Bicycle messengers who deliver documents and small items to businesses have long been part of the guerrilla transportation services in several major U.S. cities. The cyclists of Boston are a rare breed of riders. They are notorious for their speed, their disrespect for one-way streets and traffic signals, and their brazen disregard for cars, taxis, buses, and pedestrians.
Bicycle messenger services are very competitive. Billy's Bicycle Messenger Service is no exception. To boost its competitive edge and to determine its actual expenses, BBMS is developing a new scheme for pricing deliveries that depends on the shortest route messengers can travel. You are to write a program to help BBMS determine the distances for these routes.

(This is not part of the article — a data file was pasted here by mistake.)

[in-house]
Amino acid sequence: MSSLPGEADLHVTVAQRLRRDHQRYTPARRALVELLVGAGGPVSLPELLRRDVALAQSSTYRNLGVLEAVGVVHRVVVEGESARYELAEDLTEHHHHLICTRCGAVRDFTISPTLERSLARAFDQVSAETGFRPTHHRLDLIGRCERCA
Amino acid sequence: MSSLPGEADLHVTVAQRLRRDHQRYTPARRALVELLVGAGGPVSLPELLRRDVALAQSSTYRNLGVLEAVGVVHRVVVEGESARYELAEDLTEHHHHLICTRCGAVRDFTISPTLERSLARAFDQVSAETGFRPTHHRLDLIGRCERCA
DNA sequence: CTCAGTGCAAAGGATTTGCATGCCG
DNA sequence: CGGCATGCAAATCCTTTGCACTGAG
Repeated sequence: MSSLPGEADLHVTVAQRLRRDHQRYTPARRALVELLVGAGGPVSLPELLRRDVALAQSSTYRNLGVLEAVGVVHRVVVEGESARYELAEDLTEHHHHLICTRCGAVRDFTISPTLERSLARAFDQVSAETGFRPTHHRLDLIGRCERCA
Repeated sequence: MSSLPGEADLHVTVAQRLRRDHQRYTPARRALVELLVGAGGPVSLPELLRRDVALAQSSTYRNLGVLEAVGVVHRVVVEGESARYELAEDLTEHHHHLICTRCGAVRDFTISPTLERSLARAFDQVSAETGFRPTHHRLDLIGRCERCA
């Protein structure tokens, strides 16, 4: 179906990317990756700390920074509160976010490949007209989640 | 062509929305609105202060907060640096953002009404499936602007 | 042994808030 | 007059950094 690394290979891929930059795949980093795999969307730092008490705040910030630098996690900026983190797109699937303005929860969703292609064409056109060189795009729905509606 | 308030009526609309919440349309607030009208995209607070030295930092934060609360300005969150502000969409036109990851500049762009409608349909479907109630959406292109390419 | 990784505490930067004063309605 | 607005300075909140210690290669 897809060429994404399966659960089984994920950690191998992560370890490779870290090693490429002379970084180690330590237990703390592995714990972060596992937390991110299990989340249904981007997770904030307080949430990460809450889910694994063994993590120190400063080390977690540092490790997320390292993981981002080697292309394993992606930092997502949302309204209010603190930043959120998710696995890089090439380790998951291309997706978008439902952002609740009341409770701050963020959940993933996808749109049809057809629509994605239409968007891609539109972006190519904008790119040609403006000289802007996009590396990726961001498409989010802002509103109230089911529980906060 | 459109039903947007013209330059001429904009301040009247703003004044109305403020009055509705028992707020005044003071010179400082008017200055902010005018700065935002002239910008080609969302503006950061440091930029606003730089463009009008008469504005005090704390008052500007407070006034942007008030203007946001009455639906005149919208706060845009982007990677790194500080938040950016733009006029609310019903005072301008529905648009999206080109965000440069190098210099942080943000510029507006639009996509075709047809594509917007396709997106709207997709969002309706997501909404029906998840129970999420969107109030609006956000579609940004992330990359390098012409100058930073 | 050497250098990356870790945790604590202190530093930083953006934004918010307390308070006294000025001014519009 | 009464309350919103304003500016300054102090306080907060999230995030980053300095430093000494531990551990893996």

The following assumptions help simplify your task:
Your program must be able to process several scenarios. Each scenario defines the buildings and the starting and stopping points for a delivery route. The picture below shows a bird's-eye view of a typical scenario.
The input file represents several scenarios. Input for each scenario consists of lines as follows:
The x- and y-coordinates of all input data are real numbers between 0 and 1000 inclusive. Successive coordinates on a line are separated by one or more blanks. The integer -1 follows the data of the last scenario.
Output should number each scenario (Scenario #1, Scenario #2, etc.) and give the distance of the shortest route from starting to stopping point as illustrated in the Sample Output below. The distance should be written with two digits to the right of the decimal point. Output for successive scenarios should be separated by blank lines.
5 6.5 9 10 3 1 5 3 3 6 6 5.25 2 8 2 8 3.5 6 10 6 12 9 12 7 6 11 6 11 8 10 7 11 7 11 11 -1
Scenario #1 route distance: 7.28